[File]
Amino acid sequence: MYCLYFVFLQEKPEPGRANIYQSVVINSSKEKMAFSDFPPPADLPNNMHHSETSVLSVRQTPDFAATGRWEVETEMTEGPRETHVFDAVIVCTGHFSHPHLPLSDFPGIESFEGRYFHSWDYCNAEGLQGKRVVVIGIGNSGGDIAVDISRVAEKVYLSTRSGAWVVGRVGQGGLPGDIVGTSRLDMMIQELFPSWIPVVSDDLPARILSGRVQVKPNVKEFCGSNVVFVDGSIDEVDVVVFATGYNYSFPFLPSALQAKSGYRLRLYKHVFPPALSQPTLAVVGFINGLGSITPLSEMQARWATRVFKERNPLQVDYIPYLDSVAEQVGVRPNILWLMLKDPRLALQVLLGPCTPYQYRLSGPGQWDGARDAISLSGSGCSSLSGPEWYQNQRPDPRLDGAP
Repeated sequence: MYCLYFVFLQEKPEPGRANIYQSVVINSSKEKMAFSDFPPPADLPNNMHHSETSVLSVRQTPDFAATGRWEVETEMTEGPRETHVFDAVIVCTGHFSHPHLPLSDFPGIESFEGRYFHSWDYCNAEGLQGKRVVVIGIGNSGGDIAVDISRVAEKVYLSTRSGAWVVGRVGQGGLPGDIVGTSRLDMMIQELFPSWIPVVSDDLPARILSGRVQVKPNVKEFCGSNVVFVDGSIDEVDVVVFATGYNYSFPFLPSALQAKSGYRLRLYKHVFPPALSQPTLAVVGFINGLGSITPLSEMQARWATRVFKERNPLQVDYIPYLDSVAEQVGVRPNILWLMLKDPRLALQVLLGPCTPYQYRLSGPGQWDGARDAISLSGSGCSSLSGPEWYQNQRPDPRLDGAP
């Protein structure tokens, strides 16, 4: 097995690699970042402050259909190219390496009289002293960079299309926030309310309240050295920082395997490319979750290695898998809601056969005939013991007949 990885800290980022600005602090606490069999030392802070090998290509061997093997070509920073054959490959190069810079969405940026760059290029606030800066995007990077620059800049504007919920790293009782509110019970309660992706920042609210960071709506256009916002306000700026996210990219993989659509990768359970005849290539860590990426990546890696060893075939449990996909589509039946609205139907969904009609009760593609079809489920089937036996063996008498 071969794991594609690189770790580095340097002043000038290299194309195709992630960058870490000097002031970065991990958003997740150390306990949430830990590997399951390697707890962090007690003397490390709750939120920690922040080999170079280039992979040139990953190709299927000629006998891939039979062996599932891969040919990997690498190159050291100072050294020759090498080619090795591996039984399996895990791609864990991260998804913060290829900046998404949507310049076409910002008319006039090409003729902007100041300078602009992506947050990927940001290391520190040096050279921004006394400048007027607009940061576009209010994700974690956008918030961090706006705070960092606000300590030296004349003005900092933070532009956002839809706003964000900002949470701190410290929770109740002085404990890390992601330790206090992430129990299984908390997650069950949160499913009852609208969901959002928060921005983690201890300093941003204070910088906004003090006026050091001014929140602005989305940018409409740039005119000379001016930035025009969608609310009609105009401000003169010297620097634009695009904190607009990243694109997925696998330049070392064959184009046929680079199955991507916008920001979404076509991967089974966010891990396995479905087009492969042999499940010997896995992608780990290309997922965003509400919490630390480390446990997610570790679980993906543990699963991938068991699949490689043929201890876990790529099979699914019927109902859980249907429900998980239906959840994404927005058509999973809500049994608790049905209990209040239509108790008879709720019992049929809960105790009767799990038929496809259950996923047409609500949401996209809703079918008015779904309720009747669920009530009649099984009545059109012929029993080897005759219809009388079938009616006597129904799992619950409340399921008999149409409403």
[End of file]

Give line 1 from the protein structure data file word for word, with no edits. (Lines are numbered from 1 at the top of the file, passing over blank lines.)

Amino acid sequence: MYCLYFVFLQEKPEPGRANIYQSVVINSSKEKMAFSDFPPPADLPNNMHHSETSVLSVRQTPDFAATGRWEVETEMTEGPRETHVFDAVIVCTGHFSHPHLPLSDFPGIESFEGRYFHSWDYCNAEGLQGKRVVVIGIGNSGGDIAVDISRVAEKVYLSTRSGAWVVGRVGQGGLPGDIVGTSRLDMMIQELFPSWIPVVSDDLPARILSGRVQVKPNVKEFCGSNVVFVDGSIDEVDVVVFATGYNYSFPFLPSALQAKSGYRLRLYKHVFPPALSQPTLAVVGFINGLGSITPLSEMQARWATRVFKERNPLQVDYIPYLDSVAEQVGVRPNILWLMLKDPRLALQVLLGPCTPYQYRLSGPGQWDGARDAISLSGSGCSSLSGPEWYQNQRPDPRLDGAP